Nov 2, 2017 in History

What was the Stamp Act?

An act of the Great Britain’s Parliament passed in 1965, called the Stamp Act required the American colonies to purchase tax stamps for almost all of the actions: getting commercial and legal documents, newspapers etc. (Faragher et al. 143). Americans protested the new expenses they had to pay for costing the British coffers after the devastation caused by the Seven Years’ War (Faragher et al. 144). Moreover, the American protest was entailed by the fact that they had no representatives in the British parliament. Therefore, the long-term constitutional implications and inability to influence them became another concern of the colonists. After numerous resolutions denouncing the Stamp Act and further violent protests, the British government has finally repealed the Act.

What was the Boston Massacre?

The British governing including the taxes duty and neglecting the needs of the inhabitants of the American colonies has lead to hostile disposition of the colonists against the British. Hence the troops stationed on the territory of the colonies became a source of scorn and hostility (Faragher et al. 149). In March of 1770, a confrontation between the peaceful crowd of colonists and British soldiers has aroused and resulted in five deaths (Faragher et al. 149). This event was called Boston Massacre and has lead to a temporary digression of both sides.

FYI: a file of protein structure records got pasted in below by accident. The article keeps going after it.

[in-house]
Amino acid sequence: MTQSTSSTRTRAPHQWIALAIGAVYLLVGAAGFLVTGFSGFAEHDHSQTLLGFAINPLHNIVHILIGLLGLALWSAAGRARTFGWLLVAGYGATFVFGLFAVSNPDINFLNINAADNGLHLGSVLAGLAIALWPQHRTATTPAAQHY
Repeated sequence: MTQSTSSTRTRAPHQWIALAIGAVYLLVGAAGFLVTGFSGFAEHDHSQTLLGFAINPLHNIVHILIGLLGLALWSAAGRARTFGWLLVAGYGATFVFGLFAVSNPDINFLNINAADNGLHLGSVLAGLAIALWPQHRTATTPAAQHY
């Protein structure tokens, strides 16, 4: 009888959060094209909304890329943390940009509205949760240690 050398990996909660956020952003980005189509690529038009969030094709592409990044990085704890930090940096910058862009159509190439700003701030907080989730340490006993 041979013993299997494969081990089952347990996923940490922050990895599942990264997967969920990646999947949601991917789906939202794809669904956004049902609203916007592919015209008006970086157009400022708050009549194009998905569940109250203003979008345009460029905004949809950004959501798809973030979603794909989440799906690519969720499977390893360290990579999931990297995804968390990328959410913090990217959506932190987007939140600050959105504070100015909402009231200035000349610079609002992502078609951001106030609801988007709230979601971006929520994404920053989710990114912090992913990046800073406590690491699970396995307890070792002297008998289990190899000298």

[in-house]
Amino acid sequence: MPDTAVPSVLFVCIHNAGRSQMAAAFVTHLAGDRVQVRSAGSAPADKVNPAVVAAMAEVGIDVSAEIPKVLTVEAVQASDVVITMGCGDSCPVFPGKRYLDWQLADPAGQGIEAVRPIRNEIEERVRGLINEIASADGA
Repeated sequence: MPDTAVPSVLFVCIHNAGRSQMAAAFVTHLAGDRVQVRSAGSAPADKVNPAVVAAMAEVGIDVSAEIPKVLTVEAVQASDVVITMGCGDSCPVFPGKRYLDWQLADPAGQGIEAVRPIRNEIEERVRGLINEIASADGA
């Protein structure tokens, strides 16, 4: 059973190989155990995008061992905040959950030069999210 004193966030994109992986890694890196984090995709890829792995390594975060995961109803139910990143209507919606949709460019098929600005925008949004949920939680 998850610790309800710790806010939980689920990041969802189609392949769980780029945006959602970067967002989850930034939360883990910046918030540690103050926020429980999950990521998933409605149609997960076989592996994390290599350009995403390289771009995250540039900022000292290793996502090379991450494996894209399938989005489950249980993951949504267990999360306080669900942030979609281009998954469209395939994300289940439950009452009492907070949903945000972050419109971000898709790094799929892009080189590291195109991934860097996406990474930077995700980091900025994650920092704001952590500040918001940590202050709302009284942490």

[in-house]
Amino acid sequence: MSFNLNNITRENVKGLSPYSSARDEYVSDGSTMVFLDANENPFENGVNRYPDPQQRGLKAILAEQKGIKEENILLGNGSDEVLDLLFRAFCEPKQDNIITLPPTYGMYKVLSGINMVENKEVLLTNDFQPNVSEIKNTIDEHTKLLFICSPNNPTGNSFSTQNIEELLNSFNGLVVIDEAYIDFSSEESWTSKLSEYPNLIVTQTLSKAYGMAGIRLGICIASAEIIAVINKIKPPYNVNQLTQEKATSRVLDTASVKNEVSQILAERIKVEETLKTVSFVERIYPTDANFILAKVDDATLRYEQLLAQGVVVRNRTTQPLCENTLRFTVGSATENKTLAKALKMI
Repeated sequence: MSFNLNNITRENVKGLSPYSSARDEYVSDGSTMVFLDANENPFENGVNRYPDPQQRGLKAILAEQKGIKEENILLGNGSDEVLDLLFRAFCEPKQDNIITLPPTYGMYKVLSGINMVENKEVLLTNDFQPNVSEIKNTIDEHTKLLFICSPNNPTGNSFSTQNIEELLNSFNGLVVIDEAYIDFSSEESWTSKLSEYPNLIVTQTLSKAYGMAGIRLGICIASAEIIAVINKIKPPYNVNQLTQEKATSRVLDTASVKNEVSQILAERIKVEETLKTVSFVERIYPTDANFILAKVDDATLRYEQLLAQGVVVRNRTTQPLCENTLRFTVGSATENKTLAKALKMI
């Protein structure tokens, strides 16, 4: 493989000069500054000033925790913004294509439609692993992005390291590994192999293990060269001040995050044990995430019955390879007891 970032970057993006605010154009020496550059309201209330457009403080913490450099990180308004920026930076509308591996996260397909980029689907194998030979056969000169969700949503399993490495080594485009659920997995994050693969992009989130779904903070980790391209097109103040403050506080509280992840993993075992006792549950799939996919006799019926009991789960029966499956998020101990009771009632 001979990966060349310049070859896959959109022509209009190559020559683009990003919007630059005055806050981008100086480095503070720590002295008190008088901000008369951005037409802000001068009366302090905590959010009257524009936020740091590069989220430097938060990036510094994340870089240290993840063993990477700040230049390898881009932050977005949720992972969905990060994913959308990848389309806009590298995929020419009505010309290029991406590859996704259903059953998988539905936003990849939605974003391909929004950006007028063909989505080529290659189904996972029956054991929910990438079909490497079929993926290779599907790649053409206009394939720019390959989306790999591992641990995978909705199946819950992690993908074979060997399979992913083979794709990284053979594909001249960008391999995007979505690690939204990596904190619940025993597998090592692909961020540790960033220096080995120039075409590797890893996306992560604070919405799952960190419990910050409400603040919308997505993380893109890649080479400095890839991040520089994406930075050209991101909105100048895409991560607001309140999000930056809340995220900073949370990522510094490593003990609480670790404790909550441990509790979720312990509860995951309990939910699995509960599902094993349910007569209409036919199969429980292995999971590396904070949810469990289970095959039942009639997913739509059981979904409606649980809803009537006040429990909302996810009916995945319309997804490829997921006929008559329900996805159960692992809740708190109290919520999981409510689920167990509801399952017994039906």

How was an American Identity Formed?

The identity of the American colonists was formed along with their realization of the fact that the British government was functioning on behalf of the British Empire prosperity and paid considerably less attention to the interests of the colonies in North America than to their own. Such orientation of the British Parliament and inability of the American colonists to affect their level of life has entailed the hostility towards the British representatives. Moreover, this caused the oppression of the moral state of the colonist, who ceased feeling their affiliation to the British nation.

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